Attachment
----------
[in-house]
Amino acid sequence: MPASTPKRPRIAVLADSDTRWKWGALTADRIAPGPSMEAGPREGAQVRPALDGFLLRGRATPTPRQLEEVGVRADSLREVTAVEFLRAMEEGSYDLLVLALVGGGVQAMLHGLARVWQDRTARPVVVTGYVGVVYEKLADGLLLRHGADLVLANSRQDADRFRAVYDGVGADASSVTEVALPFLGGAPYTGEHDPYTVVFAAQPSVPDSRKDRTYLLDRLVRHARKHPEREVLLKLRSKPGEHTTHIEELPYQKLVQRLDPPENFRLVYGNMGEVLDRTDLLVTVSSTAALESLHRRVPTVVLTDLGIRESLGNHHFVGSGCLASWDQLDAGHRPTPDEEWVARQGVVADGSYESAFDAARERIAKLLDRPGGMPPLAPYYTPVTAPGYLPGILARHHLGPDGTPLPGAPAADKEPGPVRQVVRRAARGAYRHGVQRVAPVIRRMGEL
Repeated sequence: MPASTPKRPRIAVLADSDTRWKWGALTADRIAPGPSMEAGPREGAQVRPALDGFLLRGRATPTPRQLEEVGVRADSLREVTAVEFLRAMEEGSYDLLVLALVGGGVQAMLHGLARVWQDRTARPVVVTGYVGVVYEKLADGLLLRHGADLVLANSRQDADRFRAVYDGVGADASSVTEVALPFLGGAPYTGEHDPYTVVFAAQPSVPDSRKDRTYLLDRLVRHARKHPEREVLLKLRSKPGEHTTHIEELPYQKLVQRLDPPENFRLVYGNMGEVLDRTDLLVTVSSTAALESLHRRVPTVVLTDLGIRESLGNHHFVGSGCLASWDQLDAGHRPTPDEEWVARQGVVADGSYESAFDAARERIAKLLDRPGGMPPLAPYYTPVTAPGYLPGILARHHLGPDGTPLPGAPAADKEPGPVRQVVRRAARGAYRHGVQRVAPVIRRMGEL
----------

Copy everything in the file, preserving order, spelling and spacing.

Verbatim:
[in-house]
Amino acid sequence: MPASTPKRPRIAVLADSDTRWKWGALTADRIAPGPSMEAGPREGAQVRPALDGFLLRGRATPTPRQLEEVGVRADSLREVTAVEFLRAMEEGSYDLLVLALVGGGVQAMLHGLARVWQDRTARPVVVTGYVGVVYEKLADGLLLRHGADLVLANSRQDADRFRAVYDGVGADASSVTEVALPFLGGAPYTGEHDPYTVVFAAQPSVPDSRKDRTYLLDRLVRHARKHPEREVLLKLRSKPGEHTTHIEELPYQKLVQRLDPPENFRLVYGNMGEVLDRTDLLVTVSSTAALESLHRRVPTVVLTDLGIRESLGNHHFVGSGCLASWDQLDAGHRPTPDEEWVARQGVVADGSYESAFDAARERIAKLLDRPGGMPPLAPYYTPVTAPGYLPGILARHHLGPDGTPLPGAPAADKEPGPVRQVVRRAARGAYRHGVQRVAPVIRRMGEL
Repeated sequence: MPASTPKRPRIAVLADSDTRWKWGALTADRIAPGPSMEAGPREGAQVRPALDGFLLRGRATPTPRQLEEVGVRADSLREVTAVEFLRAMEEGSYDLLVLALVGGGVQAMLHGLARVWQDRTARPVVVTGYVGVVYEKLADGLLLRHGADLVLANSRQDADRFRAVYDGVGADASSVTEVALPFLGGAPYTGEHDPYTVVFAAQPSVPDSRKDRTYLLDRLVRHARKHPEREVLLKLRSKPGEHTTHIEELPYQKLVQRLDPPENFRLVYGNMGEVLDRTDLLVTVSSTAALESLHRRVPTVVLTDLGIRESLGNHHFVGSGCLASWDQLDAGHRPTPDEEWVARQGVVADGSYESAFDAARERIAKLLDRPGGMPPLAPYYTPVTAPGYLPGILARHHLGPDGTPLPGAPAADKEPGPVRQVVRRAARGAYRHGVQRVAPVIRRMGEL